British authorities are hot in pursuit of suspects connected to three attempted terrorist attacks in the United Kingdom.
Authorities captured two more people today in connection with Friday's failed car bombs in London and Saturday's attack on Glasgow airport, bringing the total number of suspects in custody to seven.
This weekend, two suspects were captured at Glasgow airport, where a flaming Jeep Cherokee was driven into the airport's main terminal Saturday.
One of the suspects, who suffered severe burns after the attack, was taken to the nearby Royal Alexandra Hospital.
Police also arrested a 26-year-old man in Liverpool, and captured another man and woman speeding down a highway in northern England. One of those two has been identified as Mohammed Asha, a 26-year-old doctor who worked at a hospital in North Staffordshire. The woman arrested with him was believed to be his wife.
Investigators now believe all the plotters are foreigners of several Middle Eastern nationalities. They say the bombers were likely motivated by al Qaeda, but still have not established an operational link.
Police have established clear links between the attack in Glasgow Saturday and the failed car bombs in London Friday: Explosive devices containing gasoline and propane tanks were used in both incidents.
Sunday afternoon, police carried out a controlled explosion on a car parked near the Royal Alexandra Hospital. They said the vehicle might also be connected to the foiled attack.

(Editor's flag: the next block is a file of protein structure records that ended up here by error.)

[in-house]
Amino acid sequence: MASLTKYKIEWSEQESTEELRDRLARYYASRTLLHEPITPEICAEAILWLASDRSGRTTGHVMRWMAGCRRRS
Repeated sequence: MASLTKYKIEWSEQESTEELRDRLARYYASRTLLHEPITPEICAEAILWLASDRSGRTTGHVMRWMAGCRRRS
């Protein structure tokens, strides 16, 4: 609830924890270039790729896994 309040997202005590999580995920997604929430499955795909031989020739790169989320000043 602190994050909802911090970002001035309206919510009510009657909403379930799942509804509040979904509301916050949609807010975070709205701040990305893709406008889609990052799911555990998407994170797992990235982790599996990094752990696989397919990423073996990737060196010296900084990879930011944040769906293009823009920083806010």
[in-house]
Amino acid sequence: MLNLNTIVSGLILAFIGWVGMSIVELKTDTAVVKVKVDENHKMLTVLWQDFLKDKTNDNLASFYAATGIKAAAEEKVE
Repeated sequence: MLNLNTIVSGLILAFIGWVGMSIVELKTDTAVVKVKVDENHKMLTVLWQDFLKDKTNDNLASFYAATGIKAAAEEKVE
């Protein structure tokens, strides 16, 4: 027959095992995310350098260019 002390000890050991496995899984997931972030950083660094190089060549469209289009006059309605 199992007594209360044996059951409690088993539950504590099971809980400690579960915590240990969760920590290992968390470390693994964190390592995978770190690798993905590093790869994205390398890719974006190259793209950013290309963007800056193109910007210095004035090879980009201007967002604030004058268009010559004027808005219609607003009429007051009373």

According to a statement released by the Strathclyde Police, there was "no indication that the vehicle contained any explosives, however, as a precautionary measure … a controlled explosion was carried out."
ABC producer Matt McGarry reported hearing "several controlled explosions at the Royal Alexandra Hospital" in Glasgow.
"But," he said, "explosion is a misnomer, and police didn't actually 'blow up' the suspicious vehicle."
"It sounded much more like the pop of a shotgun blast," he said. "They were most likely just small detonations designed to set off any larger suspected bomb, which could be in the vehicle."
Britain remains at its highest terror alert. Outside of airports and train stations, police are stopping drivers to search their cars with sniffer dogs. The Wimbledon tennis tournament is also under increased security.
"We are facing the most serious threat and sustained threat from terrorism and in particular al Qaeda-related terrorism," Home Secretary Jacqui Smith said.
America could see a similar increase in security. Brian Ross, ABC News' chief investigative correspondent, reported today that a classified U.S. law enforcement document predicted that a "terrorist spectacular" was being planned this summer by al Qaeda.
But on "Good Morning America," Homeland Security Secretary Michael Chertoff said the government had no evidence that an attack was being planned against the United States.
"We do not have any specific, credible information about an attack directed at the United States and we didn't have any specific, credible information about an imminent attack in Glasgow," he said.
Chertoff said Americans might see more security as the Fourth of July approached, but that doesn't mean the country is expecting an attack anytime soon.
"We have taken steps to implement preexisting plans to increase security at our airports, at our mass transit and other transportation centers," he said. "That is partly a reflection of what happened over the last few days and partly a recognition of the fact that, during a heavy travel period, there will be crowds and we want to take extra precautions. Again, [there is] no specific threat that we are aware of at this point."